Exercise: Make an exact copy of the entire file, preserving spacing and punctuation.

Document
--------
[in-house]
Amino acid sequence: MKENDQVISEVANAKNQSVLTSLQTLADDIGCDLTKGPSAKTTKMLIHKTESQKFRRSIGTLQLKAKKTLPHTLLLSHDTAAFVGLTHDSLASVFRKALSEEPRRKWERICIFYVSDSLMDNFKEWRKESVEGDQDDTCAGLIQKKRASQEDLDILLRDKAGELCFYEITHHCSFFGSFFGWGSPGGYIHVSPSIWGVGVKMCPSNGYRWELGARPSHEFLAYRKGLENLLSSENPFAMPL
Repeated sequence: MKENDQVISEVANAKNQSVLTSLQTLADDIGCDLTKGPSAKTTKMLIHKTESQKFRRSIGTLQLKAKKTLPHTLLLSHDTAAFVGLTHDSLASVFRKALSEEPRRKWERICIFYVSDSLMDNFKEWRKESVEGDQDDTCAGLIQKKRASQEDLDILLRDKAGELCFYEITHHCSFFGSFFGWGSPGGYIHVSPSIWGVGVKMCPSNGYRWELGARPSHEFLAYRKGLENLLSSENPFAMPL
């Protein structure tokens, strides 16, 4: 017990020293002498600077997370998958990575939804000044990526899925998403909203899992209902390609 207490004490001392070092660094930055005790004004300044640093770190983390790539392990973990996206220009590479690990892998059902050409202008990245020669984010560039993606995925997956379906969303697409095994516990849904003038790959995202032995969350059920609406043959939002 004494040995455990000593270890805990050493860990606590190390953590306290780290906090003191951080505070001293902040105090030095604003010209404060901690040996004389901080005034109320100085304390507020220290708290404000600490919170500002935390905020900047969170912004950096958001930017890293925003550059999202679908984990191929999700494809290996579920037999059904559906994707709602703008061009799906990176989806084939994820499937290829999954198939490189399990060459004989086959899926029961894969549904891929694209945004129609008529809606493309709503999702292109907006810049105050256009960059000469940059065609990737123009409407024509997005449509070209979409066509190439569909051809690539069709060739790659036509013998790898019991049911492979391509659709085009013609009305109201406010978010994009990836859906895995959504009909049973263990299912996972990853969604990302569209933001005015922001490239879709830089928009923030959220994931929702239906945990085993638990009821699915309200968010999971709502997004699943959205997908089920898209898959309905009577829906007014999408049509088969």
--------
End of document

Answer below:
[in-house]
Amino acid sequence: MKENDQVISEVANAKNQSVLTSLQTLADDIGCDLTKGPSAKTTKMLIHKTESQKFRRSIGTLQLKAKKTLPHTLLLSHDTAAFVGLTHDSLASVFRKALSEEPRRKWERICIFYVSDSLMDNFKEWRKESVEGDQDDTCAGLIQKKRASQEDLDILLRDKAGELCFYEITHHCSFFGSFFGWGSPGGYIHVSPSIWGVGVKMCPSNGYRWELGARPSHEFLAYRKGLENLLSSENPFAMPL
Repeated sequence: MKENDQVISEVANAKNQSVLTSLQTLADDIGCDLTKGPSAKTTKMLIHKTESQKFRRSIGTLQLKAKKTLPHTLLLSHDTAAFVGLTHDSLASVFRKALSEEPRRKWERICIFYVSDSLMDNFKEWRKESVEGDQDDTCAGLIQKKRASQEDLDILLRDKAGELCFYEITHHCSFFGSFFGWGSPGGYIHVSPSIWGVGVKMCPSNGYRWELGARPSHEFLAYRKGLENLLSSENPFAMPL
């Protein structure tokens, strides 16, 4: 017990020293002498600077997370998958990575939804000044990526899925998403909203899992209902390609 207490004490001392070092660094930055005790004004300044640093770190983390790539392990973990996206220009590479690990892998059902050409202008990245020669984010560039993606995925997956379906969303697409095994516990849904003038790959995202032995969350059920609406043959939002 004494040995455990000593270890805990050493860990606590190390953590306290780290906090003191951080505070001293902040105090030095604003010209404060901690040996004389901080005034109320100085304390507020220290708290404000600490919170500002935390905020900047969170912004950096958001930017890293925003550059999202679908984990191929999700494809290996579920037999059904559906994707709602703008061009799906990176989806084939994820499937290829999954198939490189399990060459004989086959899926029961894969549904891929694209945004129609008529809606493309709503999702292109907006810049105050256009960059000469940059065609990737123009409407024509997005449509070209979409066509190439569909051809690539069709060739790659036509013998790898019991049911492979391509659709085009013609009305109201406010978010994009990836859906895995959504009909049973263990299912996972990853969604990302569209933001005015922001490239879709830089928009923030959220994931929702239906945990085993638990009821699915309200968010999971709502997004699943959205997908089920898209898959309905009577829906007014999408049509088969």